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Monty Don shares a wealth of tips in this step-by-step guide to sowing seed indoors. Learn about the best compost mix for seedlings, how to cover freshly planted seeds and discover an ingenious method for boosting light levels during the early stages of growth.springMore advice o...
Growing from seed is a simple and economical way of raising new plants for your garden. First master the techniques by sowing annuals in spring that will reward you with flowers in summer, then use these basic skills to grow perennials, trees
use this technique to grow flowering perennials and biennials as well as hardy annuals to brighten up you beds and borders. Sow into weed-free soil that has been dug, forked and raked to create a fine surface structure or 'tilth'. SeedsArea of prepared
For a successful summer bedding display, don't bring your plants out of the greenhouse until you know the frosty nights are behind you. And when you do bring them out acclimatise them in the garden before you plant them into their final positions. If you have a cold frame, use th...
In this pot design, the graceful astelia and black ophiopogon add structure, while a small-flowered blue pansy or viola unites the blue pot and the plants.September - NovemberOctober - March30 minutesOphiopogon planiscapus 'Nigrescens' x2Astelia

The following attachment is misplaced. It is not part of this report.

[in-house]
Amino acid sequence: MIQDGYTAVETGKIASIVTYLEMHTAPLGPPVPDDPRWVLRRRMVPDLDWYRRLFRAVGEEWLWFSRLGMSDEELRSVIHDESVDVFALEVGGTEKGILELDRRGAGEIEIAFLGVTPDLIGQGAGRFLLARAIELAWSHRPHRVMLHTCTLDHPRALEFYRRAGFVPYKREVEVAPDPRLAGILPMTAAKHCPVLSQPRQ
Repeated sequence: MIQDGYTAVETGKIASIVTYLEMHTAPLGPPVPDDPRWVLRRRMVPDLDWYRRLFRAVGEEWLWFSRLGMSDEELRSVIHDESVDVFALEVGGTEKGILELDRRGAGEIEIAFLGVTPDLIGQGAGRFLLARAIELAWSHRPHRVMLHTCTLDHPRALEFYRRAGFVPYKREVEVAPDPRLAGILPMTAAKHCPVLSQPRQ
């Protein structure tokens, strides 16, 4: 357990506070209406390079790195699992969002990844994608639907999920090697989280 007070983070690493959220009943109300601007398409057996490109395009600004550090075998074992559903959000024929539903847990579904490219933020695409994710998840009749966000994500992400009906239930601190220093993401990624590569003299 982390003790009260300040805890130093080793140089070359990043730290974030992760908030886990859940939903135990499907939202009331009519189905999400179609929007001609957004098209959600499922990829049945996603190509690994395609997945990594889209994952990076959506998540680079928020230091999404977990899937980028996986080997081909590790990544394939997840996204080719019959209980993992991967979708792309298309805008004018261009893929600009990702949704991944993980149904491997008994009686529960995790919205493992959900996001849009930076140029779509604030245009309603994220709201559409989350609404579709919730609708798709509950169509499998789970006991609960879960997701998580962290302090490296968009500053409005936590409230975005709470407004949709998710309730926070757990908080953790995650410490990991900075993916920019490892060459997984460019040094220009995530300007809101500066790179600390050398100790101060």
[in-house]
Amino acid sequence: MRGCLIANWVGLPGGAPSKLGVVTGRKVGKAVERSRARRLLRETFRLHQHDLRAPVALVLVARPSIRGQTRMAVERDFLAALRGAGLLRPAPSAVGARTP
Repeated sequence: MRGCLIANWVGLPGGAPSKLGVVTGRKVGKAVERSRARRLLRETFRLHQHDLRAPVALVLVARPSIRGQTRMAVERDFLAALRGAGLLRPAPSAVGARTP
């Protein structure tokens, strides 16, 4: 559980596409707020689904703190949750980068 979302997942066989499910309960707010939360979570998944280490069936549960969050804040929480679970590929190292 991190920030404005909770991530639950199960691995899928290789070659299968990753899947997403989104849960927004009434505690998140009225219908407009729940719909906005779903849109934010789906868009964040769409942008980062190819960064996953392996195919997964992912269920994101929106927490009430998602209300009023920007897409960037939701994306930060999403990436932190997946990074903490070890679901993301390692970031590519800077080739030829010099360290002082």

The final flourishDon't say goodbye to summer too soon. Instead, turn up the heat and try my plant choices to keep borders bubbling.Find out the best way to deadhead flowersThanks to today's Mediterranean climate, summer now stretches into early
Alexander-Sinclair share their top 10 plants for small gardens, which offer year-round interest and colour.The round-headed leek bears round flower-heads that open green and turn a deep red with maturity. It prefers full sun and well-drained soil
It's worth deadheading your flowering plants to get the most from them and removing any flowers that are past their best. Take them off as soon as they begin to droop as this will help to conserve the plant's energy by preventing them from setting
many varieties and types to choose from, and, with patience, you can even develop your own from seed.Every visit to a garden centre or spring flower show usually results in the purchase of an auricula (or six). We were once lucky enough to be given a
, with blossom opening so much later, hopefully there’s less risk of the cold weather returning and ruining the flowers, as fruit trees are most susceptible to damage at blossom time.Days are longer and brighter, but there’s still a risk of frost. I keep a close